The UK enjoys significant geographical advantages over many other countries in setting up its border controls. Leaving aside Ireland (which is another story), we have no land borders. Unlike many other countries, we have hitherto been able to exert our immigration controls on planes, boats, and trains so that “passengers” must present a valid entitlement to enter before they can travel here.

Those that tried to avoid this process – by hiding in a lorry or coming on an “illegal journey” by small boat or aircraft – were automatically entering (or seeking to enter) illegally. As such, they were liable to arrest, detention and removal by our officers.

Refugee protest Parliament Square - Martin Pope/Getty Images
Refugee protest Parliament Square - Martin Pope/Getty Images

All these measures have now been undermined by migrants avoiding traditional passenger routes altogether but instead taking to small boats, where no penalty can be imposed against those bringing them here (save in the rare case that a facilitator can be identified and prosecuted).

Even then, if the facilitator (usually commissioned and paid by an organised crime group) can say that his “intention” was to head to a port of entry to enable his “passengers” to claim asylum there, then he can argue that they are not illegal entrants at all. Therefore, he cannot be prosecuted for the offence of facilitating illegal entry.

Which, it seems, the courts have accepted. In their view, illegal entry occurs only where the intention is to bring people ashore undetected, with no intention to claim asylum.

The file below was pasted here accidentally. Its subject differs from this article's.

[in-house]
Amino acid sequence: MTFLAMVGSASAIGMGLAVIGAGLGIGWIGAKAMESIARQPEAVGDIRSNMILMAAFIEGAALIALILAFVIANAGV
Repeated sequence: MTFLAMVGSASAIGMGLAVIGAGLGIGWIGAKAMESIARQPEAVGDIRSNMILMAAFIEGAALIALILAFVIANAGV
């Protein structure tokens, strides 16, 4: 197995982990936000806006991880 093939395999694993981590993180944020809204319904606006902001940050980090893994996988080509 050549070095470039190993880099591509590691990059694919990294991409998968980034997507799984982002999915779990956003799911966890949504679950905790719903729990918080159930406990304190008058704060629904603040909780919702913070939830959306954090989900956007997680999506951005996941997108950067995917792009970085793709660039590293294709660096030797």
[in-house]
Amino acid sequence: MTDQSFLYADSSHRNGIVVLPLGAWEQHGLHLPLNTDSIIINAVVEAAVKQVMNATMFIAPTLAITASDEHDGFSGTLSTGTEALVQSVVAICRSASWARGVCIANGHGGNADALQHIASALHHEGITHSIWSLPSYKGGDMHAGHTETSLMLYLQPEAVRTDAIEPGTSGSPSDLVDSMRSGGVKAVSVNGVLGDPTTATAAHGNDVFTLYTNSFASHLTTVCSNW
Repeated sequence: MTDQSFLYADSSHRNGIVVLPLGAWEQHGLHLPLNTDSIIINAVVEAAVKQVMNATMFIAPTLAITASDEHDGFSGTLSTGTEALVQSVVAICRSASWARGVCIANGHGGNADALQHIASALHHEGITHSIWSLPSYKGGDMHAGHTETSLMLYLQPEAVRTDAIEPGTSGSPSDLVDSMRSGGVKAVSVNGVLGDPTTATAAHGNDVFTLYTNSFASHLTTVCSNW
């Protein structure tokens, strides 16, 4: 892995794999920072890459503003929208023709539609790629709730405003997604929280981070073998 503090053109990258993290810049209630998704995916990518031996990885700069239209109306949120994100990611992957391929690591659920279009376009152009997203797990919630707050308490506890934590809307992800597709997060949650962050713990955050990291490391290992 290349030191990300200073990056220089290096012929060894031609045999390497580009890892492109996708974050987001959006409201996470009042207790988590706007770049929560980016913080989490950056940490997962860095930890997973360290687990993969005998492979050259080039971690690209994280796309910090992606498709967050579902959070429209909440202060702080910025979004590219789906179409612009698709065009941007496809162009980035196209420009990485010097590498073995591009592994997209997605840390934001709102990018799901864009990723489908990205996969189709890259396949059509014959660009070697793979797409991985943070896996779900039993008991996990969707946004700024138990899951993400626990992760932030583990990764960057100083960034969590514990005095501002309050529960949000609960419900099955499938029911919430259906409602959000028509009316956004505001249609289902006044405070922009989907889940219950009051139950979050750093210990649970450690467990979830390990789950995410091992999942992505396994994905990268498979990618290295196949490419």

If Border Force officers are now being invited to interview the pilots of small boats in order to determine what their “intention” is, then the facilitator will, of course, take the last path of resistance and say that everyone on board is an “asylum seeker”; and they are simply trying to get to a UK port of entry so their “passengers” can claim asylum. And all the “passengers” on board can say that they are not “illegal entrants” at all. And if they are not “illegal entrants”, then where is the authority of our officers to arrest, search and detain them at all? Which, surely, cannot be the intention of the legislators?

Radical approach necessary to control borders

So, what is the Government doing about it? Well, it passed the Nationality and Borders Act 2022. This was fiercely opposed by lawyers during its passage, on the grounds that it was incompatible with immigration law, would damage access to justice, and would negatively impact the role of lawyers in immigration cases.

The measures in the Act are, indeed, radical. They challenge the principle that anyone who can get here by any means possible must automatically be admitted to our asylum system. They say that Article 31 of the 1951 Refugee Convention does not apply to refugees for those arriving by “unsafe and illegal” routes from France because they are not coming from a country where their life or freedom is threatened.

In fact, the Act goes further still and enables asylum seekers arriving on such routes to be sent to another third country where they may seek protection (for instance, Rwanda), rather than here.

The clear intention behind this legislation is to empower the Border Force to arrest, detain and remove from the country those persons circumventing UK border controls in this way. Yet the Government has thus far been either unwilling or unable to implement it because of an inevitable judicial review and subsequent intervention by the courts to declare this new law “illegal” and incompatible with the 1951 Refugee Convention and the 1951 Convention on Human Rights.

Meanwhile, if we are to continue to allow people smugglers to recruit migrants on social media from any country in the world – and allow them to bring them in small boats to the UK as “passengers” with impunity so that they claim asylum, regardless of the merits of the claim – then we really have lost control of our borders.